The Census Bureau reported last week that the median price for a new home fell from $226,300 in September to $194,900 in October, a one-month decline of 13.9 percent. While new home sales prices are always erratic and the October data were pushed downward in part by a relative increase in sales in the low-cost South region, this is the lowest reported price since October of 2003, when the median price was $194,100. The October data suggests that house prices may again be falling rapidly.
This is also the picture given in the September Case-Shiller data. The 20-City index fell by 0.7 percent, with only Washington, D.C. and Las Vegas posting modest gains. The other 18 cities all had declining house prices for the month.
The sharpest decline was in Cleveland, which had a 3.0 percent drop in prices in September. Prices have fallen at a 12.4 percent annual rate over the last quarter. Prices in Minneapolis fell 2.1 percent for the month and have dropped at a 7.0 percent rate over the quarter. In Portland, prices fell by 1.9 percent and have now dropped at an 11.4 percent annual rate over the last quarter. Phoenix is also seeing sharp price declines again with prices dropping 1.5 percent in September and having fallen at a 13.1 percent annual rate over the last quarter.
The price declines are being driven primarily by sharp drops in the bottom tier of the market. Prices for homes in the bottom tier had a 2.6 percent one-month decline in both Seattle and Boston. They fell by 3.4 percent in Phoenix and 3.7 percent in Portland. Prices for homes in the bottom tier fell by 3.9 percent in both Tampa and Chicago. They fell by 7.0 percent in Atlanta and 7.4 percent in Minneapolis.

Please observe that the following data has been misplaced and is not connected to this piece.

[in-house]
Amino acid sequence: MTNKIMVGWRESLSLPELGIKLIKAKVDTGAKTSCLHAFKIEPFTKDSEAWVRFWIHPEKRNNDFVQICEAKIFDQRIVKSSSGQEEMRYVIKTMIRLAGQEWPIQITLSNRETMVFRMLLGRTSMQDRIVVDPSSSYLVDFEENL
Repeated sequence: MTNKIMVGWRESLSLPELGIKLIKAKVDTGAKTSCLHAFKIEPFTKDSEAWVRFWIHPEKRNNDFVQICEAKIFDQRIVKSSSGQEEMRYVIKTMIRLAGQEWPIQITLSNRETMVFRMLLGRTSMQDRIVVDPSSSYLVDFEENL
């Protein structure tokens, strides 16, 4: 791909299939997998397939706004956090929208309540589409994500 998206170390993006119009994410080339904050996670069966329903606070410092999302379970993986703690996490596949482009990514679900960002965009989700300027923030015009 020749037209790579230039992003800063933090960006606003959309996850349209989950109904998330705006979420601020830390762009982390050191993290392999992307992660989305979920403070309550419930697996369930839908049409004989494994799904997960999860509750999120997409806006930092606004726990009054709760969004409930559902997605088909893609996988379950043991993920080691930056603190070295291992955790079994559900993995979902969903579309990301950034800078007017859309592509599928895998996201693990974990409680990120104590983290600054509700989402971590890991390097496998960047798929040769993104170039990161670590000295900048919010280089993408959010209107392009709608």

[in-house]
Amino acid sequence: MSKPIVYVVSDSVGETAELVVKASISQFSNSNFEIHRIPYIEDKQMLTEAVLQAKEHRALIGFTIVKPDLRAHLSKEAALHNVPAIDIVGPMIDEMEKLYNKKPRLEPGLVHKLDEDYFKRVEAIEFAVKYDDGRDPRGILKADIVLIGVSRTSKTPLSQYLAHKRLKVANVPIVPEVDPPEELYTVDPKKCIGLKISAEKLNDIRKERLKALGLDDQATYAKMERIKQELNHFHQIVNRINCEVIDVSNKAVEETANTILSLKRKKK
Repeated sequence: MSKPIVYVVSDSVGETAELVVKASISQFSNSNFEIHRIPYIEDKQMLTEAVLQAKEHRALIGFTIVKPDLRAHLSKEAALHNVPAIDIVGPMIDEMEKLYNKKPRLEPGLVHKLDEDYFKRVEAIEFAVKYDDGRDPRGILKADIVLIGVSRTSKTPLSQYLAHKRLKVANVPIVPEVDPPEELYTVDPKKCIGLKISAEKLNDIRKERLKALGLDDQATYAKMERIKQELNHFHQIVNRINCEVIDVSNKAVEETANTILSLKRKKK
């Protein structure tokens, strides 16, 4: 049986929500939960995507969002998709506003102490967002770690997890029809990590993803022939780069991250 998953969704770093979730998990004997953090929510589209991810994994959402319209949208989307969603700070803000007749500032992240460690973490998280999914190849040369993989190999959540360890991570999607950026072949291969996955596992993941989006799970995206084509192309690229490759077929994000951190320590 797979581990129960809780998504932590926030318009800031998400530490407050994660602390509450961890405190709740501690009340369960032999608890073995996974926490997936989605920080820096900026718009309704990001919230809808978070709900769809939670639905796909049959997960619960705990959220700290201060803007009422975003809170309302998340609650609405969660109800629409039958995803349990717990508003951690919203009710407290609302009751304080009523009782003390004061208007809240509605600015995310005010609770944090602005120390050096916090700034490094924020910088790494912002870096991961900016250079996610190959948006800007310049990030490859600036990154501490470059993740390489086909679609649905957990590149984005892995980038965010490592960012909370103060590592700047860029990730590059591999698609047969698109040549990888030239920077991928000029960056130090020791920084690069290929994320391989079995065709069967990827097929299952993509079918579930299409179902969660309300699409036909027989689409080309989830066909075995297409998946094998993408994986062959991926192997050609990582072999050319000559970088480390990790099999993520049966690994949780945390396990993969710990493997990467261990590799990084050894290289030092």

The annual rate of price decline over the last quarter for bottom-tier homes has been incredible in several of these cities, with prices dropping at a 26.9 percent rate in Tampa and a 27.0 percent annual rate in Phoenix. The annual rate of decline for bottom-tier homes in Minneapolis was 33.1 percent. It was 42.1 percent for bottom-tier homes in Atlanta.
Clearly, this plunge is a response to the end of the first-time homebuyers tax credit. This credit disproportionately affected homes in the bottom tier both because these were the homes most likely to be purchased by first-time buyers and also because the credit was a larger share of the price.
With the sharp price declines in many cities since the expiration of the tax credit, the loss of equity has likely exceeded the amount of the credit for many buyers. In other words, they would have been far better off buying at current prices without the credit than having bought earlier in the year and received the benefit of the credit.
For these buyers, the credit effectively amounted to a transfer to the seller, or in the case of many underwater sellers, to the investors holding the mortgage. From this perspective, the tax credits were good policy for banks and other mortgage holders but provided little benefit to homebuyers. They also did nothing to sustain the housing market over the long run.
The October data on new home prices provide serious grounds for concern about the future direction of house prices. It is important to remember that Case-Shiller data is a three-month average, based on sales prices, for a period that ends two months before the release of the data. Given the lag between contracts and closings, the period of contracting for the most recent data ran primarily from May-July, the period immediately after the expiration of the tax credit.
By contrast, the new home sales data reflect contracts that were actually signed in October. For this reason, it gives a much more up-to-date picture of the state of the market. It is likely that with homes sitting unsold for many months, and little prospect for new government assistance in sight, sellers are now cutting prices in a desperate effort to unload their homes. This could mean another period of rapid price declines as the bubble completes its process of deflation.
Dean Baker is an economist and Co-director of the Center for Economic and Policy Research, in Washington, D.C. This article was published by CEPR on 30 November 2010 under a Creative Commons license.